Without destructive natural disasters, current grain reserves in China plus this year's outputs are more than enough to feed its people, said Zeng Liying, deputy director of the State Administration of Grain.
The country's grain inventories, including the government's, enterprises' and farmers', are currently at around 250 million tons, accounting for half of national annual grain consumption, and this ratio is much higher than the international warning line of 17 to 18 percent, said Zhang Xiaoqiang, deputy director of the National Development and Reform Commission, on April 27 at the 6th annual conference of Chinese importers and exporters.
If there are no natural disasters that affect Chinese agriculture this year, grain output is expected to continue to grow with the same momentum we enjoyed in the last four years', Zeng said confidently. China's grain production totaled more than 500 million tons last year, 70.85 million tons more than in 2003.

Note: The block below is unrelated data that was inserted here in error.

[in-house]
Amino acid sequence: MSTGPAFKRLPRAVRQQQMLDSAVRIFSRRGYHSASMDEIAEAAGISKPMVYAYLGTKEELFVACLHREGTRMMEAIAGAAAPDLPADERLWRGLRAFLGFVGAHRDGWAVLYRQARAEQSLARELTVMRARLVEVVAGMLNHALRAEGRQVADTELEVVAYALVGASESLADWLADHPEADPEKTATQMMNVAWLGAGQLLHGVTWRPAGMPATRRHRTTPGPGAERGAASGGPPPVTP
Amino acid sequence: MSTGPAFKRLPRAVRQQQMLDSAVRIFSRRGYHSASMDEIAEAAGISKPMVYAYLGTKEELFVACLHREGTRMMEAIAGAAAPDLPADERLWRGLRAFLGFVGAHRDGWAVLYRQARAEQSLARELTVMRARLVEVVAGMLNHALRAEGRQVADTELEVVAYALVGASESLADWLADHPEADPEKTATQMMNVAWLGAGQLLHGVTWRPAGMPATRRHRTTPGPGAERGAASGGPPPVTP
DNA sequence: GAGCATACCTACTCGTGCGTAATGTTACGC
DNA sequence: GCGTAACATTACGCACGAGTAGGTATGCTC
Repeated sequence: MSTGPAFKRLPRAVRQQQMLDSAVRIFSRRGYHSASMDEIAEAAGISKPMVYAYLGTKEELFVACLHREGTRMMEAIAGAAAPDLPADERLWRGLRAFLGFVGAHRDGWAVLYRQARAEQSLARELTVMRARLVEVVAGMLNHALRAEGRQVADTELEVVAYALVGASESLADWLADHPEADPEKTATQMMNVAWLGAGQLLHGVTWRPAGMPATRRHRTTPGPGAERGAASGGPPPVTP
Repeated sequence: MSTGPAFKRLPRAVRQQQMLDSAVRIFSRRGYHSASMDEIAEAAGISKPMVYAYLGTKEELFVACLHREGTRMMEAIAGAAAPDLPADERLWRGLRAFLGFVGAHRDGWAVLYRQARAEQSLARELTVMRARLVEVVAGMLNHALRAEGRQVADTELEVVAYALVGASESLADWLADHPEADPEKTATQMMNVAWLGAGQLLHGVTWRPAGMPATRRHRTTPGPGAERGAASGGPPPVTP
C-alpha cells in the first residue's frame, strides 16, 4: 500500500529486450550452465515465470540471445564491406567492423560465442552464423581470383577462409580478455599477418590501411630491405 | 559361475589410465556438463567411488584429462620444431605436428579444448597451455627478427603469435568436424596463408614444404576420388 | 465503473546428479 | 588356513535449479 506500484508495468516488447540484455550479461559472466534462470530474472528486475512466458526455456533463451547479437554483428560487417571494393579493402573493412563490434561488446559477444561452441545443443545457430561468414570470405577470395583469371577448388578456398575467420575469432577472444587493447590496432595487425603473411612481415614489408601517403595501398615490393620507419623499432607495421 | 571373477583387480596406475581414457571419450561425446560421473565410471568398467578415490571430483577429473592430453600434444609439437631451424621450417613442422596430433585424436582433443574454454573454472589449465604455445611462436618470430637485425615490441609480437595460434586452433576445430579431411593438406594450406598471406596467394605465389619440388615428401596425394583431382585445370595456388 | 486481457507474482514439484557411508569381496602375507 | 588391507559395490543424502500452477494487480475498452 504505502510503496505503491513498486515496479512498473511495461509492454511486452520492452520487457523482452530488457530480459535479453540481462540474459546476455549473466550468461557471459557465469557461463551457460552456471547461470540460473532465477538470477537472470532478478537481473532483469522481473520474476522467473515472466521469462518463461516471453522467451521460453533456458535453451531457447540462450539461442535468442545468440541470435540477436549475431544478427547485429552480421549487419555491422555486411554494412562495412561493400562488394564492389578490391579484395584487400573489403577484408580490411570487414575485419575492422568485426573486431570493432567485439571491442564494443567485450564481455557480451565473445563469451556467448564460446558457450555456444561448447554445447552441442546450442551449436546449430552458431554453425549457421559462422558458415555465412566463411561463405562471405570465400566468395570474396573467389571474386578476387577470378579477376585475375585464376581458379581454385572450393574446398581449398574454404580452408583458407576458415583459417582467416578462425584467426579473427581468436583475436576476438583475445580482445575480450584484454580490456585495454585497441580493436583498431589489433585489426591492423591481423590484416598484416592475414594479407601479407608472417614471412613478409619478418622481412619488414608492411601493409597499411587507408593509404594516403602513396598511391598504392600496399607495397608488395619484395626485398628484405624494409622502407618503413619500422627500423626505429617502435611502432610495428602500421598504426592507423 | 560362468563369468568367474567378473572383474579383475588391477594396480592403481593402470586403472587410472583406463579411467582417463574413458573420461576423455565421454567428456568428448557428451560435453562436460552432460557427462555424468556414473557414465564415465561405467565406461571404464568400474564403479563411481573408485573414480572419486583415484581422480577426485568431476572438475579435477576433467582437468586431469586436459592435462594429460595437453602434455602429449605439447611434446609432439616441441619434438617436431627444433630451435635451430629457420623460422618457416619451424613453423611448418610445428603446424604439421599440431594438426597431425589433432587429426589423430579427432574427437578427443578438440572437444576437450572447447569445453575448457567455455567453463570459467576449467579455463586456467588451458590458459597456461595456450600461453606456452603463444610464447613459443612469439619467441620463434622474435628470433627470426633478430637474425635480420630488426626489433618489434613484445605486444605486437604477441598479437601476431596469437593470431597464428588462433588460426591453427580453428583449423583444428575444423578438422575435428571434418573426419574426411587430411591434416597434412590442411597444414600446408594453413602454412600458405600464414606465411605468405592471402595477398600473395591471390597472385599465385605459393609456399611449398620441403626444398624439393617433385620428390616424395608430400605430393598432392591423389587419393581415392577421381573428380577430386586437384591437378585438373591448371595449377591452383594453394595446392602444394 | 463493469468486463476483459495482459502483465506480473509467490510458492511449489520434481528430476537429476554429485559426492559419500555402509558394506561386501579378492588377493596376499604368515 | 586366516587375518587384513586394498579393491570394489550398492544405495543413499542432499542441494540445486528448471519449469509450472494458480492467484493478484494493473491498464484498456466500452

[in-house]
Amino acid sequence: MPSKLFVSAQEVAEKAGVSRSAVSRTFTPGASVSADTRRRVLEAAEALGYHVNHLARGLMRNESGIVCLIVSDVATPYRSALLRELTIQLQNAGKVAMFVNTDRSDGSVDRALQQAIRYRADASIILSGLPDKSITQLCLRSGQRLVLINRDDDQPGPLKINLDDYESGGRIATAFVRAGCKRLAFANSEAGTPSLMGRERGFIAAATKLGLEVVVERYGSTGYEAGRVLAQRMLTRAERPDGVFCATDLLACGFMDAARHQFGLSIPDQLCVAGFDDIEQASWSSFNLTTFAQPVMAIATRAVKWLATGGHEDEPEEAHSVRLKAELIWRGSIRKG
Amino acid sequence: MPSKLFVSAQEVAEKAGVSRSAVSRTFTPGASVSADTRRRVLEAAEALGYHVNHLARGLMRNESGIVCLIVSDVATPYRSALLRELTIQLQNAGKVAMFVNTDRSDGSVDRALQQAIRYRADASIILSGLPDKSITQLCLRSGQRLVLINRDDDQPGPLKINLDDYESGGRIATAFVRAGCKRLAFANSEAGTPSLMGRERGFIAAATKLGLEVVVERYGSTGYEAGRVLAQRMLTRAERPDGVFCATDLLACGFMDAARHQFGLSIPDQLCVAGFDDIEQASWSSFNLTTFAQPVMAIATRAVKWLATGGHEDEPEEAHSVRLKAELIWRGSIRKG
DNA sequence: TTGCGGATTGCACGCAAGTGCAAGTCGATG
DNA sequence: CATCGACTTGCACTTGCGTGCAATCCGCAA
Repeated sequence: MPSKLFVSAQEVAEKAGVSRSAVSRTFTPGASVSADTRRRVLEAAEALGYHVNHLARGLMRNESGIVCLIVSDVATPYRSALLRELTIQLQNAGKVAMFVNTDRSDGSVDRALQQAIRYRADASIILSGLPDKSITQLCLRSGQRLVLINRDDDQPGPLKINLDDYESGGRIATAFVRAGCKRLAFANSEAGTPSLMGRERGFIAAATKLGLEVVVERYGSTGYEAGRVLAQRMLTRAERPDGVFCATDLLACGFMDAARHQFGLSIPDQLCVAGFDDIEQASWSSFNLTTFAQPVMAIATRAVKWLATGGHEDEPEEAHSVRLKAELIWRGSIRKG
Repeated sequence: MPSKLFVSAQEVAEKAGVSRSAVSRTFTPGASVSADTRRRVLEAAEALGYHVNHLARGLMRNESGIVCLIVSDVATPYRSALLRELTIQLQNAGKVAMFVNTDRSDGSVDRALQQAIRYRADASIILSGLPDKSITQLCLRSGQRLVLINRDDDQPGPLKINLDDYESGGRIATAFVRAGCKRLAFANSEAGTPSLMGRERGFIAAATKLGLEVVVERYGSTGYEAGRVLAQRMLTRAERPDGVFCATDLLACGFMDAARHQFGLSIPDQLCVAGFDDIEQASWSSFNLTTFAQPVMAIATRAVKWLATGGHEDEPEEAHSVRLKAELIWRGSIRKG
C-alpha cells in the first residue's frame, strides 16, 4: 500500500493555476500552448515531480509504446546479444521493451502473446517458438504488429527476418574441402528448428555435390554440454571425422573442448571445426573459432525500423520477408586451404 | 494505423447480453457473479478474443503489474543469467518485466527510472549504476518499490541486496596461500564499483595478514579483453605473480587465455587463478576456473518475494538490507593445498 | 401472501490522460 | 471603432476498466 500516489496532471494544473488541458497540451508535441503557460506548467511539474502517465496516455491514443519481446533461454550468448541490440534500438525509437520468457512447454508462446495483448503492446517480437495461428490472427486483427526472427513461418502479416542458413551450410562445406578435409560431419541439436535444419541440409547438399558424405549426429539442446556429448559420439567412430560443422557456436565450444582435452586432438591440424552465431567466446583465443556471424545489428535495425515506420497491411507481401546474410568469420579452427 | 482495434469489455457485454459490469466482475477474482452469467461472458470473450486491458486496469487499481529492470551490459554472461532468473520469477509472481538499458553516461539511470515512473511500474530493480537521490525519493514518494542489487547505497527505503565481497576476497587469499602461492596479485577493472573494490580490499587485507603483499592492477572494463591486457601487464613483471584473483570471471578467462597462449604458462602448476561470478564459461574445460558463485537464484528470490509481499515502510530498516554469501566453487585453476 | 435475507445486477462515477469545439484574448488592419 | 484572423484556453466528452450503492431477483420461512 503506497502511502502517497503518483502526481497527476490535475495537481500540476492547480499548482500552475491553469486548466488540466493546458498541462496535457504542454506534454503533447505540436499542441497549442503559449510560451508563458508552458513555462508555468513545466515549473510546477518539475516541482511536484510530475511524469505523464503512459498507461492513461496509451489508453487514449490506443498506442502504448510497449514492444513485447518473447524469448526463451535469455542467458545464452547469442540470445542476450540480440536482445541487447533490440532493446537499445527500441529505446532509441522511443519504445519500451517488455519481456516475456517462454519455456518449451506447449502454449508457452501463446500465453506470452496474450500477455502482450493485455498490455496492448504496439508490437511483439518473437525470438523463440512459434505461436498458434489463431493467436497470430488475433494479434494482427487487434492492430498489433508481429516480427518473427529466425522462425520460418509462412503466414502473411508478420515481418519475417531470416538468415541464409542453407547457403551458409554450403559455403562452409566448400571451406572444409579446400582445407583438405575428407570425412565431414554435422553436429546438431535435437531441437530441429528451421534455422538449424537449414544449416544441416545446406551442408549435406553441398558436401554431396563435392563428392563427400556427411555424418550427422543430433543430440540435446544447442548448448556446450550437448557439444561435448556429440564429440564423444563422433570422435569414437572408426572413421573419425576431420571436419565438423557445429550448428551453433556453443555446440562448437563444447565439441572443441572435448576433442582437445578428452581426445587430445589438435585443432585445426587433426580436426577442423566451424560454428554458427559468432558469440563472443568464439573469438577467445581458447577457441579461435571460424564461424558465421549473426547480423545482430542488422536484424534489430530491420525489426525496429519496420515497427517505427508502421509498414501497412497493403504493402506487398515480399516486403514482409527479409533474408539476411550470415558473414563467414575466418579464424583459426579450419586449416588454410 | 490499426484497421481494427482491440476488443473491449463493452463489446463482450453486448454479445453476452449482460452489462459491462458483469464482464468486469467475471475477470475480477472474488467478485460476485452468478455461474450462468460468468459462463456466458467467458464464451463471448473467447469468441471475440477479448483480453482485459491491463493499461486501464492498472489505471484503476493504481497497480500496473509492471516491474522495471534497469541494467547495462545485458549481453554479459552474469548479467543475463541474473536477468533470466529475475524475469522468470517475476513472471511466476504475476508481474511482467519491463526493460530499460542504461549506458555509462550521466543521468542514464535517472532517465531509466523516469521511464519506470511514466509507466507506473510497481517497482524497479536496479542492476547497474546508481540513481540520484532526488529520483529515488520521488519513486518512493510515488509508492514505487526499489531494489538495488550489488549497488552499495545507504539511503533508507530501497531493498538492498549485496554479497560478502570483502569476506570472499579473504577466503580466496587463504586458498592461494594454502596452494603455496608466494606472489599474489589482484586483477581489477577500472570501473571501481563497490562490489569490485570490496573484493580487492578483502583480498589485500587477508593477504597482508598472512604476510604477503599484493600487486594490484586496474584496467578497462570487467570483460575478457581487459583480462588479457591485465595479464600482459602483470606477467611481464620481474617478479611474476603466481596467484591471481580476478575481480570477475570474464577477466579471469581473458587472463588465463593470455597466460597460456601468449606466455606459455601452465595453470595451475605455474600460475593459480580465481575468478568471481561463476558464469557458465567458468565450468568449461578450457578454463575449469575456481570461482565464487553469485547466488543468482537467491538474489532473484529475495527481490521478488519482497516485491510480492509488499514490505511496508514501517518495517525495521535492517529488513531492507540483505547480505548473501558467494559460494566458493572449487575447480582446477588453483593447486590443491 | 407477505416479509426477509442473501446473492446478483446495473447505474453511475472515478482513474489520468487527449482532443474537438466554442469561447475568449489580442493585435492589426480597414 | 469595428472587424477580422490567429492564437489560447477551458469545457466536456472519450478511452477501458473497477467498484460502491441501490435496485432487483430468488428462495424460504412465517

With the exception of a portion of demand for soybeans, which is supplied from overseas, China is more than self-sufficient in wheat, rice and corn. Currently skyrocketing grain prices are primarily driven by soaring demand for biofuels as well as rising machinery, fertilizer, labor and farming land costs. But China is working to stabilize grain prices.
This year, the government has appropriated 130.7 billion yuan more in agricultural investment than last year, and the central budget added 25.3 billion yuan in subsidies for farmers and further leveraged minimum grain purchase prices.
Zeng also introduced that China's current wheat and rice prices are far below international averages. Regular price fluctuations are related to the balance of domestic demand and supply, and proper price raises could increase farmer's incomes and keep them working the farmlands.
Regarding some reports on regional shortage of grain inventories, Zeng explained that grain inventories are a dynamic number, and peaks following large scale seasonal purchasing and gradually falls over the period of a year. The reported shortage in grain reserves is based on a few deserted or idle storage facilities, used during late 1990s when China experienced years of plentiful harvests.
The State Administration of Grain is now collecting national grain purchase, sales and inventories statistics once every 10 days, and promises to keep an eye on nationwide grain market balances, said Zeng.